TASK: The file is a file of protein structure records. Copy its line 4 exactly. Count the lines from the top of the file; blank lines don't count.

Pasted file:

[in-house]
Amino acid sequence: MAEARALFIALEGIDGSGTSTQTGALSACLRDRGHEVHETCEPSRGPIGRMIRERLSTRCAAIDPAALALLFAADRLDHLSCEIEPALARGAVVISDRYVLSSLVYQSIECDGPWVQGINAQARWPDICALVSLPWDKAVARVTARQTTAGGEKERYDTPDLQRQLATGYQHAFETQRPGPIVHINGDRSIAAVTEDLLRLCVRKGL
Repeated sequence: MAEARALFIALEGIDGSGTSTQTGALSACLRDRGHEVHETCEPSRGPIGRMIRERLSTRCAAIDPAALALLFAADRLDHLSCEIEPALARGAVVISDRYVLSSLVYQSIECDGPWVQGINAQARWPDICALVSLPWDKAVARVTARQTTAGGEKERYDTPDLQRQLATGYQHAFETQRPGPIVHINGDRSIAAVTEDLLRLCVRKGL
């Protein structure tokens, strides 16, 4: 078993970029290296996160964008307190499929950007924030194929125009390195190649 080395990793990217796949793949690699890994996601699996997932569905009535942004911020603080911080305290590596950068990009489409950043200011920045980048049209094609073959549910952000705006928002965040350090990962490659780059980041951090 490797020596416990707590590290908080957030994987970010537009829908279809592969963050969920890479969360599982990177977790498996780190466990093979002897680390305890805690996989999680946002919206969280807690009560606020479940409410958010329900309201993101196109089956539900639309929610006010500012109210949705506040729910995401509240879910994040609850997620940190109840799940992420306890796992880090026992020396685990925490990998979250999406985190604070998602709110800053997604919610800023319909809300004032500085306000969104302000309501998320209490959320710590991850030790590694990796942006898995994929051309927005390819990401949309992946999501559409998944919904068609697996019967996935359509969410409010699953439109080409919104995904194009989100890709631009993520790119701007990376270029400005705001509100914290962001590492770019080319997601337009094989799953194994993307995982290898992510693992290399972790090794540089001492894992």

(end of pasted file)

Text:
């Protein structure tokens, strides 16, 4: 078993970029290296996160964008307190499929950007924030194929125009390195190649 080395990793990217796949793949690699890994996601699996997932569905009535942004911020603080911080305290590596950068990009489409950043200011920045980048049209094609073959549910952000705006928002965040350090990962490659780059980041951090 490797020596416990707590590290908080957030994987970010537009829908279809592969963050969920890479969360599982990177977790498996780190466990093979002897680390305890805690996989999680946002919206969280807690009560606020479940409410958010329900309201993101196109089956539900639309929610006010500012109210949705506040729910995401509240879910994040609850997620940190109840799940992420306890796992880090026992020396685990925490990998979250999406985190604070998602709110800053997604919610800023319909809300004032500085306000969104302000309501998320209490959320710590991850030790590694990796942006898995994929051309927005390819990401949309992946999501559409998944919904068609697996019967996935359509969410409010699953439109080409919104995904194009989100890709631009993520790119701007990376270029400005705001509100914290962001590492770019080319997601337009094989799953194994993307995982290898992510693992290399972790090794540089001492894992």